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Kencraft now making sweets in A.F. A local candy manufacturer had run out of room at its Alpine location, causing its production and warehousing operations to spread to four different locations, one as far away as North Salt Lake. It was time to look for a new home where all aspects of the business could operate under one roof. “I’ve been here five years and that was one of my first goals,” said Greg McCormack, president of candy manufacturer Kencraft, the oldest confectioner in the United States. Currently in its 45th year of operation, Kencraft produces high-quality candy such as candy canes, lollipops and handpiped icing decorations. McCormack said the search for a new home led Kencraft to a large building in American Fork that was formerly a Walmart store. The new location is just off Interstate 15 and the owner was willing to remodel the space to accommodate Kencraft, making it a great fit for the company. Kencraft’s entire operation moved into its new American Fork location at 708 S. Utah Valley Drive about a year ago.
Now the company has its entire hard candy production efforts in one location, something that was impossible before. All of its storage area, both for raw ingredients and finished items, is now on-site, making daily operations more efficient. The Peppermint Place, Kencraft’s sales outlet where the public can buy its candy creations, is also housed in the new building. Since the relocation, outlet sales are up 25 percent, something McCormack attributes to being next to the freeway. “We had a hard time bringing people off I-15 into the candy store in Alpine,” he said. Kencraft still makes many of its products the old-fashioned way - by hand - giving candy items a more personal touch. “That’s one of our claims to fame,” McCormack said. The company is one of only a few companies in the United States that still hand-produces candy canes for the high-end gift and retail markets. Other products Kencraft is known for include panoramic Easter eggs, with scenes made of hand-piped icing inside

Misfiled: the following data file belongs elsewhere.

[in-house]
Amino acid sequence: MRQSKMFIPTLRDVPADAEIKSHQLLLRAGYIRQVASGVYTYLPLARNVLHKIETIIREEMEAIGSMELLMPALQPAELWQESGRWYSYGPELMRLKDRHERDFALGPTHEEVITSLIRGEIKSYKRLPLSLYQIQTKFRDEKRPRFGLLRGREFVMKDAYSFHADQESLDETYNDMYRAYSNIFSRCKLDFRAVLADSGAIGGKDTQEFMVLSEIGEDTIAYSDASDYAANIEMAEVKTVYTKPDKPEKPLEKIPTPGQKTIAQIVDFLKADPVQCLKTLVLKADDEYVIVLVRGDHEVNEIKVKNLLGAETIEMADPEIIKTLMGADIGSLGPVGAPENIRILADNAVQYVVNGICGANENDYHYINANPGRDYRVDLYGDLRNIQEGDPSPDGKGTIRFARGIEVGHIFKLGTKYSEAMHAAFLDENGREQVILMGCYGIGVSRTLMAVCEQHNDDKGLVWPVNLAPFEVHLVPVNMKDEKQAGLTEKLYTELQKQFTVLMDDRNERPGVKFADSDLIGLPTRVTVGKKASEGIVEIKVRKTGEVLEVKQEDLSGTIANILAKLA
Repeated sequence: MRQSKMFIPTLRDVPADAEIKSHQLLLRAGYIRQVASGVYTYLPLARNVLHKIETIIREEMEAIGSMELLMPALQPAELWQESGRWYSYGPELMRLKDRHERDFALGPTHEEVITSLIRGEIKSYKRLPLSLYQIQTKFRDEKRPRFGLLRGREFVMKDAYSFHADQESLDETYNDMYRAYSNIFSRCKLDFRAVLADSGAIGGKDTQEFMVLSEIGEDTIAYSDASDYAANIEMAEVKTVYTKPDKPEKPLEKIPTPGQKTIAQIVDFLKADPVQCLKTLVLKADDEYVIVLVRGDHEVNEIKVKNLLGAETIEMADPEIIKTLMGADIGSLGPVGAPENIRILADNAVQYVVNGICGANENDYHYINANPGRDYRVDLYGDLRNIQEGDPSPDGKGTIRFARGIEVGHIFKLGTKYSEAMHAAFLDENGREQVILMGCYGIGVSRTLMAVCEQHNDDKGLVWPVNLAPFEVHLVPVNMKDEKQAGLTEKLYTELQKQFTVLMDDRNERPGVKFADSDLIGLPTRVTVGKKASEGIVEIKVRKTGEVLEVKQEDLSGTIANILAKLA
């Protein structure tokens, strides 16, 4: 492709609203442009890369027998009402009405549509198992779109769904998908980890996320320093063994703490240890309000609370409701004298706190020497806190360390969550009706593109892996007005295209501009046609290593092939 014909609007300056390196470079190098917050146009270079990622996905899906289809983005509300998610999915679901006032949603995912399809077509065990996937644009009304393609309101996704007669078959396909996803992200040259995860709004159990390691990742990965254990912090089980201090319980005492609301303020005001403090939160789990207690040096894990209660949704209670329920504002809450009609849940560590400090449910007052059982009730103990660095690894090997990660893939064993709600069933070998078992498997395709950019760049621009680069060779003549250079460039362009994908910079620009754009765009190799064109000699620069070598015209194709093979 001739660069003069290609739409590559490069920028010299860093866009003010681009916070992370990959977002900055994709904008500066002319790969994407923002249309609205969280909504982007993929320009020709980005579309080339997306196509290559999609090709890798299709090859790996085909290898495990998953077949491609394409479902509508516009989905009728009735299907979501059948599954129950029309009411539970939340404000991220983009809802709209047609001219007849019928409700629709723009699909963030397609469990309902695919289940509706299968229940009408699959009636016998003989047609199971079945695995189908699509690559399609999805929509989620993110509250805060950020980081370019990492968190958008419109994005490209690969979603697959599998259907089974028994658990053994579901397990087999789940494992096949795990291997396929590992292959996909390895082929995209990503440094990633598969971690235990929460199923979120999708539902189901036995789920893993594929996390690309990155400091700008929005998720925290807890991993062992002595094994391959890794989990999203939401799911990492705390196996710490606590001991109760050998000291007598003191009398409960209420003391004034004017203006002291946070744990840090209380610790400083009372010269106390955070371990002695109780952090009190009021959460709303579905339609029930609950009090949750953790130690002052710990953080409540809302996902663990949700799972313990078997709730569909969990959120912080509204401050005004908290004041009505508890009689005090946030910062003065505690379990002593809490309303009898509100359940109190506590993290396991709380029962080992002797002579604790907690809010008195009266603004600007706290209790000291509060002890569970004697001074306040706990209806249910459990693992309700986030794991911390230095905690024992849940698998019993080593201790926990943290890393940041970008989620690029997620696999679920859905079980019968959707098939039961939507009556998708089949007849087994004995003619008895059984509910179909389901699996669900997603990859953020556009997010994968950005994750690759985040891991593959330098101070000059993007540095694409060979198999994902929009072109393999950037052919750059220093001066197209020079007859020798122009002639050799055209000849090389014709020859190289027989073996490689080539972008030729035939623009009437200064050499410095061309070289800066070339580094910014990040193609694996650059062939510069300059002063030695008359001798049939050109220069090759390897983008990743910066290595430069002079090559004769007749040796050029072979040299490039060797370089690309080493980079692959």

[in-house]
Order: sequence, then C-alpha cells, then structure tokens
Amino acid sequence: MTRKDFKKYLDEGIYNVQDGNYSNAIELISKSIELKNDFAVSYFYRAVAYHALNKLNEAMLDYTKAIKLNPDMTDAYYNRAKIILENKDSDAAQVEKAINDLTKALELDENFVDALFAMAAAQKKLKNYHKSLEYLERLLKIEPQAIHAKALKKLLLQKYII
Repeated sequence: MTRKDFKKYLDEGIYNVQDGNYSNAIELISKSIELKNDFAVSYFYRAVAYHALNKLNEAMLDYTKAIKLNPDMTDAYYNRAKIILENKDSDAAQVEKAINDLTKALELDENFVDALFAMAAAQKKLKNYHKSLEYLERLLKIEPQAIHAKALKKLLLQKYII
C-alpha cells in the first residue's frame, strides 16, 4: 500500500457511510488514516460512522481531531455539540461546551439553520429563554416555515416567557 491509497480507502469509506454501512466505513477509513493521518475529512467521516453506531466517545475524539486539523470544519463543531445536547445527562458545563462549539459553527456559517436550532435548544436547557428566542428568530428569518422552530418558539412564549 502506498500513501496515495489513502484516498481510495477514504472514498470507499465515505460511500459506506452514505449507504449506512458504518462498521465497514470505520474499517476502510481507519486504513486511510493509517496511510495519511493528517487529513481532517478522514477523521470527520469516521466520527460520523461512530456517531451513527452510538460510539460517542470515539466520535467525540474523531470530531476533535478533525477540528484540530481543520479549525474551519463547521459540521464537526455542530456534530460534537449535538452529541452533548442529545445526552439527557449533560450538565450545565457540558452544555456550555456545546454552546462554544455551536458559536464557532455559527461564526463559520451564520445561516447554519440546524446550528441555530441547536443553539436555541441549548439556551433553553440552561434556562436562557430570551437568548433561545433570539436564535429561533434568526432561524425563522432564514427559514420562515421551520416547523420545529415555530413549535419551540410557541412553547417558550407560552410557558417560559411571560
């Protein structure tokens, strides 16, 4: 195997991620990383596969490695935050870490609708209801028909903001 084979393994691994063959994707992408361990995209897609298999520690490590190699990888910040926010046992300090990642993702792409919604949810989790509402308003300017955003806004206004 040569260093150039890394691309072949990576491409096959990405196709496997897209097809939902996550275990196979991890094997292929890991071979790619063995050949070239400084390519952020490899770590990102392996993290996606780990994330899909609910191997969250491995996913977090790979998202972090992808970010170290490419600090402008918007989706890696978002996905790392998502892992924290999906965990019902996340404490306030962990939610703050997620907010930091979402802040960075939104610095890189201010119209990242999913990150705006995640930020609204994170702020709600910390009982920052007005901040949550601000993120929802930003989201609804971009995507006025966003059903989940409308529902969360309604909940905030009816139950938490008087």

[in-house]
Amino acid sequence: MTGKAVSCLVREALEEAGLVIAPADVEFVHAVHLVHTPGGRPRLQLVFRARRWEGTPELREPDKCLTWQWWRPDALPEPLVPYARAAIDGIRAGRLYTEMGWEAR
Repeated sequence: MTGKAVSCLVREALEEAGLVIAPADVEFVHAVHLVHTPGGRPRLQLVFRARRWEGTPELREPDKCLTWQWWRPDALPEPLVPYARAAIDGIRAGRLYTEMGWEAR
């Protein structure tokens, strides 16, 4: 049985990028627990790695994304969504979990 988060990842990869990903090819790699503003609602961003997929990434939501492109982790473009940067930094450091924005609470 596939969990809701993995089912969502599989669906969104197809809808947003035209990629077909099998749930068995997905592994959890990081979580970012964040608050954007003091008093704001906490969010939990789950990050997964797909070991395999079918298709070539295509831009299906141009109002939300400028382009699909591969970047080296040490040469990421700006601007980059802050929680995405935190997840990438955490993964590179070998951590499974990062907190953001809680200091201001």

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a sugar shell, and handmade icing decorations, many of which are produced for other candy manufacturers. For many years at its Alpine location, Kencraft was able to give tours of its facility to the public, something that was very popular with children. Those tours were canceled when space became limited, but with the new facility, visitors can again see the candy makers at work. Visitors can’t go into the actual production area, but large windows in the Peppermint Place allow a close-up view of icing decorators and a large-screen television shows a live video feed of employees working with batches of candy. Kencraft was named the American Fork Area Chamber of Commerce’s New Business of the Year in 2013. “We’ve been really welcomed by the business community,” McCormack said, adding that the company tries to support local schools and other organizations through fundraising opportunities. For more information about Kencraft, go to www.kencraftcandy.com or visit the Peppermint Place. New products Employees hand cut and bend candy canes at the Kencraft manufacturing facility in American Fork. at the company include Candy Chips, a crushed candy in different colors that can be used for decorating cupcakes placed on lollipops. The Peppermint Place has a wide variand other confections, and Linky Doodles, candy links that ety of professional sport team logos on lollipops for sale as can be put together like a paper chain and used for decoratwell as the logos of local high schools. Customers can also ing. The company also has the technology to print, using have their own logos created for fundraisers, business meetedible food dye, logos on circles of fondant icing that are ings, weddings or other events.
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It is my pleasure to serve the Pleasant Grove community as executive director of the Pleasant Grove Chamber of Commerce. This is an exciting time to be associated with the Chamber. The Chamber is dedicated to promoting economic progress, quality of life, commerce and industry in the Pleasant Grove community through the principles of partnership, education and networking. In short, we assist businesses in building a better community. The Chamber is involved in many different programs and initiatives that accomplish that goal. For example, the Chamber is excited to partner with Pleasant Grove City in welcoming all new residents and businesses by providing a “Welcome Bag” full of gifts and information about local businesses. We also provide monthly luncheons and other events designed to provide
business skills training and business knowledge as well as opportunities to meet new business leaders and build meaningful relationships. Better business leaders build better businesses, better businesses build better opportunities for employees and customers, better opportunities build better communities, and better communities are a great place for business. The Chamber is doing its part in accelerating that cycle here in Pleasant Grove. Recently, the Chamber has made some meaningful adjustments to its membership levels in order to create greater value for member businesses and more support for the general business community. We not only provide a close-knit network of business leaders, but we also provide additional avenues for business promotion and marketing, increased online tools for small and large businesses,